Email is far from dead. Here’s why.

Reliable, adaptable and still full of potential

As a geek, I tend to measure technological progress by the yardstick of changes in computer specs. In 2005 the standard RAM offered with an Apple iBook was 512MB, and the standard networking was a 56k v.92 modem or 100 megabit per second Ethernet card. Today, the standard RAM offered with a MacBook is 8GB (16x), and standard networking is 1.3 (13x) gigabits per second. Over the past 15 years, our physical technology has evolved rapidly, and we’ve seen innovations in everything from electric cars to at-home delivery. We’ve watched once-beloved products — 8-track, anyone? — fade into the store shelves of history. Far and wide, we’ve abandoned outdated technologies in favor of faster, more agile tech.

But email’s still here.

Even with iMessage, SnapChat, Slack, messengers of all sorts (Skype, Facebook, etc), and video calling, email is still our go-to communication tool. By 2016, it’s predicted that the total number of emails sent and received per day will increase by 3 percent to 201.4 billion.

So, why is a seemingly antiquated technology like email still growing in usage while so many other technological innovations have been replaced by their spiffy successors? Email thrives and will continue to flourish as an important component of business communication because it is reliable and adaptable.

Reliable, adaptable messaging

A lot has been written about the proper length of emails. It seems that everyone has an opinion about the amount of words, format and salutations that should be used in a message. The truth is, email has stayed on the map because it’s the jack-of-all-trades.

A trending message type within my workgroup lately has been the one-liner-EOM email. It’s as quick as an SMS, but it’s persistent and unintrusive. It says to the recipient, “hey, I’ve got something quick to say, but it’s not so earth-shattering that I need to call or SMS you right this second.” In contrast, I regularly receive emails from others who pack a thesis into their message. I appreciate these messages because I can read and re-read certain points and have plenty of context to make decisions.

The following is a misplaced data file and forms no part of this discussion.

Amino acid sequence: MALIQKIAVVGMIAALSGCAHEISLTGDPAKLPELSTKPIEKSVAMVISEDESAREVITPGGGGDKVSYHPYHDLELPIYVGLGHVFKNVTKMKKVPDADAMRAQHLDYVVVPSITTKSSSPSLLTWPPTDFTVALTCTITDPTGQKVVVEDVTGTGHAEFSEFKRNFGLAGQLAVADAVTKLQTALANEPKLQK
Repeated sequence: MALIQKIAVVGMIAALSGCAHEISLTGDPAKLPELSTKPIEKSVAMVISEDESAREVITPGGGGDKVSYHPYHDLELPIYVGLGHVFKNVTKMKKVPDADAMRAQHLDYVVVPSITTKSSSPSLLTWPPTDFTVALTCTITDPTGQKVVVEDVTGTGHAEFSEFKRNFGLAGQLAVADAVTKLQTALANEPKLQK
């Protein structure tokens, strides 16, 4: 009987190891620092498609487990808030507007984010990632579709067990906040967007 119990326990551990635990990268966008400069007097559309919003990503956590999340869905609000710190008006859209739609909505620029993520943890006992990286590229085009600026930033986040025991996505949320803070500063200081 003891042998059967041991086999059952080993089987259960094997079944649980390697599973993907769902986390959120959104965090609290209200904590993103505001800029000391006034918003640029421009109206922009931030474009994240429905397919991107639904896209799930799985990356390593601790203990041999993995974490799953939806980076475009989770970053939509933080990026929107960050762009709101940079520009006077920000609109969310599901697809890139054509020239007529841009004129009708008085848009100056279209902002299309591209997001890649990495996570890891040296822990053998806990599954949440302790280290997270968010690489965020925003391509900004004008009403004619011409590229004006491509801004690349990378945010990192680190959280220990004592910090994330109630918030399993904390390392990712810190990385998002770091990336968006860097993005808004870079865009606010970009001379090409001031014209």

When communication is persistent and allows for any amount of detail, it’s great to know that once it’s sent, the recipient will be able to retrieve the information for as long as they want in all of its glorious detail.

Highly customizable consumption

If you’ve ever wanted to check your SnapChat messages from your computer, I’m afraid you’re out of luck. Certain communication tools are only designed for particular technologies. Email is different because you can access it from practically any device (even a Chumby). You can live your entire life using email only as a simple filing system, or you can enhance your email experience with an number of apps — such as apps that help append contact or social media information, or that assist with customer relationship management (CRM). There are even email apps that will help you find your phone in a pinch.

Indeed, because of its versatility, there’s plenty of room for email to become even more useful in the future. You don’t have to look far to see innovations already being seeded in the world’s most ubiquitous technologies. For instance, iPhone now has an option to trigger a notification if an email is sent from a select list of important VIP subscribers.

No, email is far from dead.

If you’ve got an opinion about this post, send me a tweet @ifyouwillit, and I’ll most certainly get an email notification so I know to respond right away.

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Also published on Medium.

Image by: Man of Yorkshire via Compfight cc

Mendel Kurland
Hey there, I’m Mendel, an intrapreneurial change-maker, developer, speaker, and teacher. I love the outdoors, so you’ll usually find me hittin’ the trails between tech events and code-slinging. I’ve also usually got my nose in a cup of single origin, Chemex-brewed coffee. As a GoDaddy Evangelist, I spend most of my time hanging out with developers, designers, entrepreneurs, and creative people all around the world to make sure their opinions and suggestions are heard.